Under what circumstances will a court trump a biological parent’s legal right to give consent to the adoption of his or her child by another person?
This was the issue raised in a recent Ontario decision. The step-father of the 10-year-old girl had married her mother (who had sole custody), after dating her for about five years and living with her for four. He had always treated the girl as his own and had supported her financially, emotionally, and physically. He participated in her education, made medical decisions for her, and they shared a deep emotional connection. Plus, the girl had always viewed the stepfather as her parent and called him “dad” of her own accord.
In stark contrast, the girl’s biological father had absolutely no relationship with her: Not only had he not seen her for the past 8.5 years, he had never even asked to do so. Child support was something he paid only involuntarily. He had been verbally and physically abusive to the mother throughout their 5-year relationship, which started when she was just 17 years old.
After being advised repeatedly that the stepfather wanted to adopt the 10-year-old girl as his own, the biological father contacted the mother through Facebook to suggest that he would give his consent in exchange a $10,000 fee.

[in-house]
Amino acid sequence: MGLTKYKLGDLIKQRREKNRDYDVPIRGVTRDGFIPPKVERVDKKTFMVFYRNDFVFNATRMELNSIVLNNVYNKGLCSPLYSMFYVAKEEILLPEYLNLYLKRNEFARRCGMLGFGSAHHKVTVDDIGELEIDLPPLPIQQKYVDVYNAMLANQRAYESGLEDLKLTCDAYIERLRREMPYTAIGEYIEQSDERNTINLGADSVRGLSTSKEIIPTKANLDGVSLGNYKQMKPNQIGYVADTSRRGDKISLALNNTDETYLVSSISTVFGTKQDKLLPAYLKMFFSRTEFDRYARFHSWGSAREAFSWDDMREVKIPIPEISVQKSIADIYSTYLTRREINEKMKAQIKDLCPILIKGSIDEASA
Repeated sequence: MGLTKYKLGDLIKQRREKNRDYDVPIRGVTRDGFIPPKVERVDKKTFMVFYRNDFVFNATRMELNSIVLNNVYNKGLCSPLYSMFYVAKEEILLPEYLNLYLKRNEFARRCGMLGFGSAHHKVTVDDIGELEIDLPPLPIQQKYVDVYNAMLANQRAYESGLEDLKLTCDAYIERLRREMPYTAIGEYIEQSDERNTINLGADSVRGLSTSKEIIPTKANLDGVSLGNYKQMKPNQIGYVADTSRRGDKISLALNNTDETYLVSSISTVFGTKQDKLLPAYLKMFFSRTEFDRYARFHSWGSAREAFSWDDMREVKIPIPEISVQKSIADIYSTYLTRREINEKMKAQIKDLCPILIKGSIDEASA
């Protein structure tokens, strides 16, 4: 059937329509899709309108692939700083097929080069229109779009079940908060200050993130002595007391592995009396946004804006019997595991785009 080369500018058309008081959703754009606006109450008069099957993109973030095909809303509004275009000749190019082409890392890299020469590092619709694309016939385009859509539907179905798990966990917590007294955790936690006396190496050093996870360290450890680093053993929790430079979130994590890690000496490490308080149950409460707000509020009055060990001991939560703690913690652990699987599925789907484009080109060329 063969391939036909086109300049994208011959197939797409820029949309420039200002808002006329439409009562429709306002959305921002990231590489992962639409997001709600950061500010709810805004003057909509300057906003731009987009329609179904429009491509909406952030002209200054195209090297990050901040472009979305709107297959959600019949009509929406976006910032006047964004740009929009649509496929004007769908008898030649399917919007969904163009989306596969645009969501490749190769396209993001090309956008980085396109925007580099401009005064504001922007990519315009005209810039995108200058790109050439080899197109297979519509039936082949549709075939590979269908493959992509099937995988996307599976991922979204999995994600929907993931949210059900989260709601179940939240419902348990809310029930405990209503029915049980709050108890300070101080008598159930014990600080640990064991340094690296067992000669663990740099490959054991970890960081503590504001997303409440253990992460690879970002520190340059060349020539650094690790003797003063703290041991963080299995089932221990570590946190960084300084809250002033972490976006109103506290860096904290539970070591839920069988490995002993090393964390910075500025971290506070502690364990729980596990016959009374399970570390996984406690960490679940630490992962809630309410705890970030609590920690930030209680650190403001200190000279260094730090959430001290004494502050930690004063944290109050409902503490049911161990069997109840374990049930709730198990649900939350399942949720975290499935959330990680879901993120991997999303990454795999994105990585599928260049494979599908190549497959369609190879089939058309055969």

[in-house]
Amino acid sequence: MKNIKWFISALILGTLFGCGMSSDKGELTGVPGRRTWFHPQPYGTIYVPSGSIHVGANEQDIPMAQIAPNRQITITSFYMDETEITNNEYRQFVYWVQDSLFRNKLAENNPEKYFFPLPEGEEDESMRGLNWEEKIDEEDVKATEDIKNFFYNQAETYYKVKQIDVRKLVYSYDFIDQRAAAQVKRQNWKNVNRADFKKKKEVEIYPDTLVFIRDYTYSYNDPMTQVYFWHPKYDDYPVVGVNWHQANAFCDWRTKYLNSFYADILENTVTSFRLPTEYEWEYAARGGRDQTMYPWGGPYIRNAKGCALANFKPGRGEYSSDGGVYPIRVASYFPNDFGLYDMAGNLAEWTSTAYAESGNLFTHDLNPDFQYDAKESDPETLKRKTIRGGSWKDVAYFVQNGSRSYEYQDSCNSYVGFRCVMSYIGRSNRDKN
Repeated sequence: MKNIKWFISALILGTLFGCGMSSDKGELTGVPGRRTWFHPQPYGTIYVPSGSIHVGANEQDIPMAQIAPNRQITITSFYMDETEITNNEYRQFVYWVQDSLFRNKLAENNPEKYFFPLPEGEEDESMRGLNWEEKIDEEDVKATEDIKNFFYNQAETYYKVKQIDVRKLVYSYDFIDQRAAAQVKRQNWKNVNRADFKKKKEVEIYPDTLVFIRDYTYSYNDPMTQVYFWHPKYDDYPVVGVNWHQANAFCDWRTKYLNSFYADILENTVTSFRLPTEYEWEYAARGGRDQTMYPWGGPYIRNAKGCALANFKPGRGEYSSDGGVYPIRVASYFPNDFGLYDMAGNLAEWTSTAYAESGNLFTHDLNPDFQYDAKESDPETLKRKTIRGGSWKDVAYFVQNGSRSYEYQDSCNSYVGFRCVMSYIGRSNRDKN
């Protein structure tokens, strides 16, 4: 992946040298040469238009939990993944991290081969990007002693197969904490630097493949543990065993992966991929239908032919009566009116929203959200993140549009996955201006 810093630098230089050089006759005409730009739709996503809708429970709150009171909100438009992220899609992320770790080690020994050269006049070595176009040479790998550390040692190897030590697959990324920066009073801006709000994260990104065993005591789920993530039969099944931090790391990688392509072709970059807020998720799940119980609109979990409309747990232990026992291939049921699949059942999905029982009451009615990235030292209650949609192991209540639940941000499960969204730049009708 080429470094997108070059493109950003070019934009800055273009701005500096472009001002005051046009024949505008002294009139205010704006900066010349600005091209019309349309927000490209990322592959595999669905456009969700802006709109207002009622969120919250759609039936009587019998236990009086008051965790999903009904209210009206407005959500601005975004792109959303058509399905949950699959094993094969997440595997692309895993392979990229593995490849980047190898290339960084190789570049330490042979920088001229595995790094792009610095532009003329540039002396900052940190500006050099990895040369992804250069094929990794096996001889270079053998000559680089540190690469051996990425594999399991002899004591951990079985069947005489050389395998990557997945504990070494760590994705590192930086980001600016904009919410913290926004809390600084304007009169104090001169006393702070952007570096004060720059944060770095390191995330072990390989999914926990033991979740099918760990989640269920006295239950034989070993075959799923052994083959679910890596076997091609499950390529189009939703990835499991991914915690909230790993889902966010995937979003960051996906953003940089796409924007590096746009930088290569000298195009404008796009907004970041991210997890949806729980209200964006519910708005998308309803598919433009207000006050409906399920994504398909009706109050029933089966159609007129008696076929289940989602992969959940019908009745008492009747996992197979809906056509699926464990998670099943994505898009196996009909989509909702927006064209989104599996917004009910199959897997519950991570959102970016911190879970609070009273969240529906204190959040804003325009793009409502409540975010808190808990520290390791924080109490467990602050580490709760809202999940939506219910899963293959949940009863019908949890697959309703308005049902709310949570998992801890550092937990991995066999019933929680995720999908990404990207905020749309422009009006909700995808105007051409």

Instead of paying up, the stepfather simply applied to the court, asking for an order that the biological father’s consent to the proposed adoption could be dispensed with.
The court readily agreed.
For one thing, even at her current young age the girl herself had consented to the adoption and was keen for it to proceed. She was very family-oriented, and – since the stepfather and the girl’s mother had a 3-year old together, and were expecting another child – it made her anxious and distressed that the rest of her family and siblings had a different last name. That last name was really her only tie to her biological father since she had no recollection of him.
In light of the biological father’s obvious disinterest in the girl, and the stepfather’s unfailingly positive involvement, it was clearly in the girls’ best interests to grant the order, the court found.
Incidentally, the biological father did nothing to help his own case: despite being properly served with the stepfather’s court documents, he failed to even file a response and did not appear in court. Indeed, he returned the court documents in a less-than-mature and uncooperative manner, as the court explained:
He apparently opened the envelope, read the contents, scribbled randomly on one of the pages of an affidavit; wrote a very offensive word in bold letters on one of the pages, and then re-sealed and sent the envelope back to the [mother’s] counsel marked “Return to Sender”.
For the full text of the decision, see:
S.M.L.L. v. J.K.M.,  O.J. No. 2519, 2016 ONSC 3198